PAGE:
Wednesday, November 11, 2009


Elizabeth Schultz, of Lawrence, combines enthusiasm for art and nature in her writings. As a literature professor at the University of Kansas, she encouraged thousands of students to examine stories closely and then to link observation with reflection. She brings that sense of joyful scrutiny to her creative writings, which include essays and poetry. Often she lings these to nature. Since retirement in 2001, she has continued to be active as a Fulbright scholar, poet, and ecocritic activist. She is a member of the Committee on Imagination & Place and consultant to its press; she also writes for the Nature Conservancy and other organizations.
Schultz delights in patterns, whether crafted by natural processes or artisans. She engages deeply with both, as seen in this poem. A great blue heron’s carcass has an unexpectedly beautiful form. The poet compares it to a macramé dream catcher; crochet-work; an amulet; and also its vertebrae are frets of a guitar. As insects scour its bones, the this erasure creates yet another pattern. And so the poet humanizes an emblem of mortality—the skeleton. The most descriptive words and phrases of the poem are set like gems along strands of short lines, so that “dark amulet,” “polished blade,” and “shining insects,” along with other terms, resound fully.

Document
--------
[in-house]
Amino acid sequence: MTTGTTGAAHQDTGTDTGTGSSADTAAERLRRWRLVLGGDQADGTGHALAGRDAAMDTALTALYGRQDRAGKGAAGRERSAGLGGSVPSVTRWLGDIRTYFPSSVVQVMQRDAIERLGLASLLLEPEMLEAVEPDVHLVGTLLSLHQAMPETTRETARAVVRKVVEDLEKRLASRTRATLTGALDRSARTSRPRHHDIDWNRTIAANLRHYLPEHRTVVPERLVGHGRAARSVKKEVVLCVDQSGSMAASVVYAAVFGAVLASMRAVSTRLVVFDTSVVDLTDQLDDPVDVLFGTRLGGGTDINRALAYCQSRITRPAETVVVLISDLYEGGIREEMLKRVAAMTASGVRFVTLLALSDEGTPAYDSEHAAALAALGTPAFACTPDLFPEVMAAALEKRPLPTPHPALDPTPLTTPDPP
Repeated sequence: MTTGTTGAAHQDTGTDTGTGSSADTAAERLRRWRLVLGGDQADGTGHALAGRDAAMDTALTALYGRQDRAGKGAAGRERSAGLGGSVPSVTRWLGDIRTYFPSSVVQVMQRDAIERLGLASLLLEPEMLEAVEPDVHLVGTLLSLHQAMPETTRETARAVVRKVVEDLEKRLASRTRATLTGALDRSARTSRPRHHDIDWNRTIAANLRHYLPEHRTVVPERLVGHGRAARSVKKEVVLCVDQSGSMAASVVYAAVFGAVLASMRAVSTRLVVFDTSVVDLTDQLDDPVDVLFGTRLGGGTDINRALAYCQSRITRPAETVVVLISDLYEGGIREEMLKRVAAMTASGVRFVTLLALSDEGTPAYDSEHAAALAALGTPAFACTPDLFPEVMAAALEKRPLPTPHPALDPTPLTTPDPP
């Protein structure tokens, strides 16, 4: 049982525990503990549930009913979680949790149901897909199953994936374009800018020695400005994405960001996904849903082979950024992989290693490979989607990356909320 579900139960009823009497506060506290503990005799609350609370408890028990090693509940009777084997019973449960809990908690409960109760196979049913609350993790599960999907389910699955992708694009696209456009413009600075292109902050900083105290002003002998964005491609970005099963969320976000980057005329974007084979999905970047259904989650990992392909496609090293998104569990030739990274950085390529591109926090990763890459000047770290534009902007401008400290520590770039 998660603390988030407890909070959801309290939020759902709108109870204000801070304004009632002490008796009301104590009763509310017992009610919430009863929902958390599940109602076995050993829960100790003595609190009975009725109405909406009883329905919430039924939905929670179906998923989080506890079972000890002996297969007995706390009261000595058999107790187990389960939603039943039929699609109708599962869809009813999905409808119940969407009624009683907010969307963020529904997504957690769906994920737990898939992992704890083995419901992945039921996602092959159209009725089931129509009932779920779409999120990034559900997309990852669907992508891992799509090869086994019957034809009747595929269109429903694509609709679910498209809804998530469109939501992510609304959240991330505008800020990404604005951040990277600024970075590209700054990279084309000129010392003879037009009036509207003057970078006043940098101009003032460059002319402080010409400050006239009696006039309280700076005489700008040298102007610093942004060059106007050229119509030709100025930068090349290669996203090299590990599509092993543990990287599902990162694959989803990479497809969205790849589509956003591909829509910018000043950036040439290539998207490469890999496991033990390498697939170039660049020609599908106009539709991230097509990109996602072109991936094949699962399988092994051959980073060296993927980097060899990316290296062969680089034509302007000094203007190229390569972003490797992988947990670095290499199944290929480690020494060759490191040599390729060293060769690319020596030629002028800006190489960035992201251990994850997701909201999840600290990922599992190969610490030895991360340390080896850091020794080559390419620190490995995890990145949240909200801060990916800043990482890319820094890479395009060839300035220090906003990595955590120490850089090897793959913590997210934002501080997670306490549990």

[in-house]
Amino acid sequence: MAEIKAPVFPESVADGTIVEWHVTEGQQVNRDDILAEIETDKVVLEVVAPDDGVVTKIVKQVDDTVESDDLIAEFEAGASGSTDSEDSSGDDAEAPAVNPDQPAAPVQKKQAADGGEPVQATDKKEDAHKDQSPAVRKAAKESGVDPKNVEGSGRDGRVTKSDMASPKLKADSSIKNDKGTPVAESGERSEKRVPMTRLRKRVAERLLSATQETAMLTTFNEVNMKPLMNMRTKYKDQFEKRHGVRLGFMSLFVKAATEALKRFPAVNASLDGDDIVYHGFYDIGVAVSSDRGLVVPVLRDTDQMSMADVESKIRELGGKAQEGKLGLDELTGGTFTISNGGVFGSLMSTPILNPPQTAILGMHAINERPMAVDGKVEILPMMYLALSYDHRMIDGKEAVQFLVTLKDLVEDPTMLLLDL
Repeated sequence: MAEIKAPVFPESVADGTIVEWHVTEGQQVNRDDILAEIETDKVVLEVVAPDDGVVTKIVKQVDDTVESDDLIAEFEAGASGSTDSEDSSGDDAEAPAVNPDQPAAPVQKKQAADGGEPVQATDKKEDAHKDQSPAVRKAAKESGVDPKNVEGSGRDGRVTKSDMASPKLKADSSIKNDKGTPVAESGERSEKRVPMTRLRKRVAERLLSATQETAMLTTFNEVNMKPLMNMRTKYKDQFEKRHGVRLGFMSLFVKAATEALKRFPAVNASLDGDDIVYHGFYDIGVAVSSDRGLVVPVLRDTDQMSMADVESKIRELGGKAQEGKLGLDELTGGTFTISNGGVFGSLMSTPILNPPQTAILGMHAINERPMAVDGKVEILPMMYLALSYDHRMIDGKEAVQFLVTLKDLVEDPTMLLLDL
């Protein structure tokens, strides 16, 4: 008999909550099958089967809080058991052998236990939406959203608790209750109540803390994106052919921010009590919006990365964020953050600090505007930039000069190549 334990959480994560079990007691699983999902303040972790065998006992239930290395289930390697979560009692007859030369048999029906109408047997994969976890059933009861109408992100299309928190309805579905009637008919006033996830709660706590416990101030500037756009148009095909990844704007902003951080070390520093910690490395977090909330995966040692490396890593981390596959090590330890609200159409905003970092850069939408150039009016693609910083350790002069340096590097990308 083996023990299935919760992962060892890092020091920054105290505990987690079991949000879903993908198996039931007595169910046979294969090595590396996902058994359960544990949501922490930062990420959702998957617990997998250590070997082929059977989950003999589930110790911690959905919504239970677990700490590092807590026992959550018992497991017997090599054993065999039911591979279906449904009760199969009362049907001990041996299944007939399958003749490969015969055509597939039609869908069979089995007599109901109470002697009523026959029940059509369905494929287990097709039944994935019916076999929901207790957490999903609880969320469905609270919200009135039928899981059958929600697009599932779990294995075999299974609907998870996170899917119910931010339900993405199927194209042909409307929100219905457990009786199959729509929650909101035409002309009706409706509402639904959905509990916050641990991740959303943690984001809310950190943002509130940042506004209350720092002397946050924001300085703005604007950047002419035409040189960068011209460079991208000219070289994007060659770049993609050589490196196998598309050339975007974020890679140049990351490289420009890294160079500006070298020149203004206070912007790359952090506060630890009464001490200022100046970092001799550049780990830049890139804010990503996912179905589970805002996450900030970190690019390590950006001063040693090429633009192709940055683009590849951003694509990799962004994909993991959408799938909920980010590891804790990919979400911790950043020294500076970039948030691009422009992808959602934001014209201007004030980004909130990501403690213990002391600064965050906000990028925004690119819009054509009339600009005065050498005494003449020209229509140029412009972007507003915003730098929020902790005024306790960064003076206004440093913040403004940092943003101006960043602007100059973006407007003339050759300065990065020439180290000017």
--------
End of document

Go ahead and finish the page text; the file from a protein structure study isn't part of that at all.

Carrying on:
The poem shows paradox in uncovering aesthetic joy in river refuse. The title is also paradoxical: how does this mostly decayed beast, lodged on a sandbar, tell about the Kansas River? Forces of the river that sustained the living bird cause the final dissolution.

Watching the Kansas River

On a sandbar
a heron is laid
out with care.
A dream catcher,
its design is
pressed into sand.
Its wings stretch
in skeletal symmetry.
Feathers crochet
its light bones.
Its feet curl into
dark amulets,
and its beak is
a polished blade.
Scarabs bead
its intricate fretwork.
the shining insects
devour the design,
releasing the bird
into a river of light.

Education: Elizabeth Schultz received a BA in European History (Wellesley 1958), and MA (1962) and PhD (1967) in English from the University of Michigan. She taught English at the University of Kansas 1967-2001. She has published extensively in the fields of African American fiction and autobiography, nineteenth-century American fiction, American women's writing, and Japanese culture. She was a Distinguished Fulbright Lecturer at the Beijing Foreign Studies Institute (2008) and co-organized an international conference in ecocriticism (2008).
Career: Schultz is the author of Unpainted to the Last: Moby-Dick and Twentieth Century American Art (University Press of Kansas 1995); a memoir, Shoreline: Seasons at the Lake (Michigan St. U. Press 2001); Conversations: Art Into Poetry at the Spencer Museum of Art (2006); poems, Her Voice (Woodley Press 2008); The White-Skin Deer: Hoopa Stories (Mammoth 2009), fiction; and essays in The Nature of Kansas Lands (University Press of Kansas 2009).
©2009 Denise Low AAPP 41 ©2009 Elizabeth Schultz “Watching the Kansas River”

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